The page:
Finding a new place in which to start over proved to be a positive transition and a bit of an adventure for artist and designer . After becoming single for the first time in her adult life, Stephanie packed up her dog Luna almost a year ago and began searching for a home and studio environment that would refresh and inspire her watercolor painting brand. When she found an early-1800s stone farmhouse overlooking a gentleman’s farm — with cows and horses roaming in the pasture and a quaint little church across the street — she knew it was the right decision to relocate there to Honey Brook, PA. It was essential for Stephanie to find a place with a lot of character, a great view of the sky, and one surrounded by nature to nurture her creative spirit. Random-width wood floors, deep sills, exposed beams, and antique hardware made her decision easy. The 234-square-foot formal dining room quickly became her painting studio because of its beautiful built-in cabinetry, including a hidden wet bar that’s perfect for cleaning paintbrushes.
Stephanie makes watercolor florals, abstract landscapes, and organic intuitive paintings, and is currently in the process of translating her art into products like pillows, fabric, and stationery. “It was very important to find a house and studio that really supported me and my creative life and vision,” she shares. “I feel like my art fits so perfectly in this space — almost like it was meant to be!” Stephanie already had the two functional flat files and a table from the Martha Stewart Craft Series, but she needed a new desk that would complement the style of the house, be a focal point of the room, and help her look forward to spending time there. Luckily, the house is a short drive to Lancaster County where she picked up a stunning handcrafted wood piece, a table for her sewing machine, and a great rustic bench to use as a styling prop and for project display. Linen pin boards from Pottery Barn hold inspiration as well as current works. As Stephanie creates new art, she likes to hang it on the walls and experiment with frames. She is always on the lookout for objects that can be used for styling her photography, so the room is full of glass bottles, crystals, fabrics, and unique pieces that complement her aesthetic. She added some temporary lighting from IKEA over her work station using Command Strips and linen sleeves to hide the wires, providing better visual clarity to her workspace.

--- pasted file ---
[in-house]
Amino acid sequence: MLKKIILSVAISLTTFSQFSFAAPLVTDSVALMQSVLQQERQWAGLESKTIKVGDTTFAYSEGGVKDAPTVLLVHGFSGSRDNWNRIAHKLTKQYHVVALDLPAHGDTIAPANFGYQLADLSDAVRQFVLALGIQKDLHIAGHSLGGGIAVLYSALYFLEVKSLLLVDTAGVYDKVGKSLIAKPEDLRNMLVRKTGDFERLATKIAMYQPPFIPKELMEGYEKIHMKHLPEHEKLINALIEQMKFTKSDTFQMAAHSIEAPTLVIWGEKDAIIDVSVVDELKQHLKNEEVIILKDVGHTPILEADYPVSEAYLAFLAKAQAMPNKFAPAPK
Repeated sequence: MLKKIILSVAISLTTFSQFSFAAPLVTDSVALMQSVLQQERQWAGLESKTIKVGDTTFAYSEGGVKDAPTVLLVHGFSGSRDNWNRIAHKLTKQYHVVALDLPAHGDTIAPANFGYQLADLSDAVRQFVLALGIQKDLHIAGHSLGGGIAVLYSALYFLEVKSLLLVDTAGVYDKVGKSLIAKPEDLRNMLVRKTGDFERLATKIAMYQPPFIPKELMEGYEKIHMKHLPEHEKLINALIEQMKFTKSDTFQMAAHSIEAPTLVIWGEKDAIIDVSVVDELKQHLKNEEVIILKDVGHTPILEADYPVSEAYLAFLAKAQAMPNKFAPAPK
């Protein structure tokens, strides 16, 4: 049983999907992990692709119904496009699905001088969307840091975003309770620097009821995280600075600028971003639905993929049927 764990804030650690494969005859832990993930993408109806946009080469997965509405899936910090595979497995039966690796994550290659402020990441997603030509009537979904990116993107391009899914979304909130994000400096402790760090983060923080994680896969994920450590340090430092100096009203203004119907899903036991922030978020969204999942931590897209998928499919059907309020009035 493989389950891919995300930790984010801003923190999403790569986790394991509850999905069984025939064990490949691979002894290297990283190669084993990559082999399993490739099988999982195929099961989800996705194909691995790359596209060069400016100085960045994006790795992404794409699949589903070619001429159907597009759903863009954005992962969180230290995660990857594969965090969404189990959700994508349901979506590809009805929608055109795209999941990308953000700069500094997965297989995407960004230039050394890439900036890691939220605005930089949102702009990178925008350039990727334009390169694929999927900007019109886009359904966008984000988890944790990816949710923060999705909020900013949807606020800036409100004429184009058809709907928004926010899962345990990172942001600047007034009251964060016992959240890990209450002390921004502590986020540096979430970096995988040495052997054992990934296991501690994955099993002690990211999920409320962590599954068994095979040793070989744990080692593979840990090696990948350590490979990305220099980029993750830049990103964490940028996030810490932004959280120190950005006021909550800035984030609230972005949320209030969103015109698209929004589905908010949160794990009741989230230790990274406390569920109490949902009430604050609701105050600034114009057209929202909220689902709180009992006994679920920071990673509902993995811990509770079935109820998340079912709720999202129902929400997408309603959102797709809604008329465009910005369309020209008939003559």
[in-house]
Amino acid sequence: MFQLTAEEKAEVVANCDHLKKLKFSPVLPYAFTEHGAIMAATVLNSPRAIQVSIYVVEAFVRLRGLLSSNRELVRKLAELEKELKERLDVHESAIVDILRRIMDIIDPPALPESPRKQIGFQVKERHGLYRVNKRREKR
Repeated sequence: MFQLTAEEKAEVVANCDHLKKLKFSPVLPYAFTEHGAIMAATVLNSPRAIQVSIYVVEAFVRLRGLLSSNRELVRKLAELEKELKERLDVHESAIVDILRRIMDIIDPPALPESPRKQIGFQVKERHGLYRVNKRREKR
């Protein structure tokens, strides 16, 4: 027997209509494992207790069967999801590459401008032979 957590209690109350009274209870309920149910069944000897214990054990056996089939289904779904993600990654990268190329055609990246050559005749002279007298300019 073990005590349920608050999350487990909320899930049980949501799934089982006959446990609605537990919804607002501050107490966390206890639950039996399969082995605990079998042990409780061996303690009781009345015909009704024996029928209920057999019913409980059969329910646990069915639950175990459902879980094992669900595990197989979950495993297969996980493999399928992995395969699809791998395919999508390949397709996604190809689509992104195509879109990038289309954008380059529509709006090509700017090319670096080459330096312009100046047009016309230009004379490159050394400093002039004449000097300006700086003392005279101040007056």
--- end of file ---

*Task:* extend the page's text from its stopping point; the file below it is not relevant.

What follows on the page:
The historic qualities of the studio make it feel unique, and the countryside view keeps her grounded while working. Stephanie wanted to create an inspiring and nurturing environment that supports her practice on a daily basis. “Even though finding this space came from a difficult place,” she reflects, “It has opened up a new door for my creativity and a new chapter in my life.” —